Sage Singer is a baker. She works through the night, preparing the day’s breads and pastries, trying to escape a reality of loneliness, bad memories, and the shadow of her mother’s death. When Josef Weber, an elderly man in Sage’s grief support group, begins stopping by the bakery, they strike up an unlikely friendship. Despite their differences, they see in each other the hidden scars that others can’t, and they become companions.
Everything changes on the day that Josef confesses a long-buried and shameful secret—one that nobody else in town would ever suspect—and asks Sage for an extraordinary favor. If she says yes, she faces not only moral repercussions, but potentially legal ones as well. With her own identity suddenly challenged, and the integrity of the closest friend she’s ever had clouded, Sage begins to question the assumptions and expectations she’s made about her life and her family. When does a moral choice become a moral imperative? And where does one draw the line between punishment and justice, forgiveness and mercy?
In this searingly honest novel, Jodi Picoult gracefully explores the lengths we will go in order to protect our families and to keep the past from dictating the future.
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It’s just past 3:00 p.m., and most of us are still filling our paper cups with bad coffee. I’ve brought a plate of baked goods—last week, Stuart told me that the reason he keeps coming to Helping Hands isn’t the grief counseling but my butterscotch pecan muffins—and just as I am
setting them down, Mrs. Dombrowski shyly nods toward the urn she is holding. “This,” she tells me, “is Herb. Herbie, meet Sage. She’s the one I told you about, the baker.”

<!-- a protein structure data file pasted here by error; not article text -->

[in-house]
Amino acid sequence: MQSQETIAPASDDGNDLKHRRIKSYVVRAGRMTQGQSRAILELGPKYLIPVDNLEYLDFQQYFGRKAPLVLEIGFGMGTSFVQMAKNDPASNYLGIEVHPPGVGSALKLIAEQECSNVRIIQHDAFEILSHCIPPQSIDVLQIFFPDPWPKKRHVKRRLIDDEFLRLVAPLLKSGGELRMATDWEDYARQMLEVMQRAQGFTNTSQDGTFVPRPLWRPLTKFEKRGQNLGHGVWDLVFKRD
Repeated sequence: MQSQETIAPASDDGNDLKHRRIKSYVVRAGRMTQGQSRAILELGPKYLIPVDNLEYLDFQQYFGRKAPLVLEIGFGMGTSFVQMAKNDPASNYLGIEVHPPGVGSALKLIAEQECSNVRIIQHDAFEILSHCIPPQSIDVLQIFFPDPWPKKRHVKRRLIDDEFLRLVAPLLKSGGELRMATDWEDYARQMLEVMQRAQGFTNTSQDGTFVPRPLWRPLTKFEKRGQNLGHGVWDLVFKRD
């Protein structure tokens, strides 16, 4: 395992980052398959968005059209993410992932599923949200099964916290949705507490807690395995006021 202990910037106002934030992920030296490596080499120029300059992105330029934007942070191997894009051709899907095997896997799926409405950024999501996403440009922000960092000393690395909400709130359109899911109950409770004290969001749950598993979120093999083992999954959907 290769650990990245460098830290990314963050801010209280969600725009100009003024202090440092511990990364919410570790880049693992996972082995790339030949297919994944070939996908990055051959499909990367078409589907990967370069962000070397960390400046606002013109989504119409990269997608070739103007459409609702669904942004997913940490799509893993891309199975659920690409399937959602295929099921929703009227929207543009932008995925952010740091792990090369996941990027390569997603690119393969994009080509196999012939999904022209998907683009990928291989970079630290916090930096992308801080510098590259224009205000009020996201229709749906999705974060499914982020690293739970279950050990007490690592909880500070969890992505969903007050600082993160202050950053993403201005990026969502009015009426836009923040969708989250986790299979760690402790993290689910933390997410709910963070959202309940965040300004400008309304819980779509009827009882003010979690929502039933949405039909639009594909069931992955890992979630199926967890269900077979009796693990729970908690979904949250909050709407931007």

I stand frozen, ducking my... see more
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Reading Group Guide
When Sage Singer learns that the elderly widower she befriends in her grief group is a regular customer at Our Daily Bread, where she is the baker extraordinaire, it is not all that remarkable. In their tight-knit community of Westerbrook, New Hampshire, Josef Weber is widely known and beloved as the retired German teacher and a little league coach. But when Josef unexpectedly implores Sage to kill him, she could not be more surprised. Josef confesses to Sage his darkest secret: that he deserves to die at her hands because he was a member of the SS guard in Nazi Germany a lifetime ago, and because she is a Jew. As Sage considers Josef’s request, she reflects on the sacrifices made by her grandmother, Minka, a Holocaust survivor, and on the millions of other victims of the Nazi genocide. Confused, Sage seeks help from Leo Stein, a Justice Department attorney tasked with bringing war criminals to international tribunals. When Leo encourages Sage to connect the dots between her grandmother&rsquo see more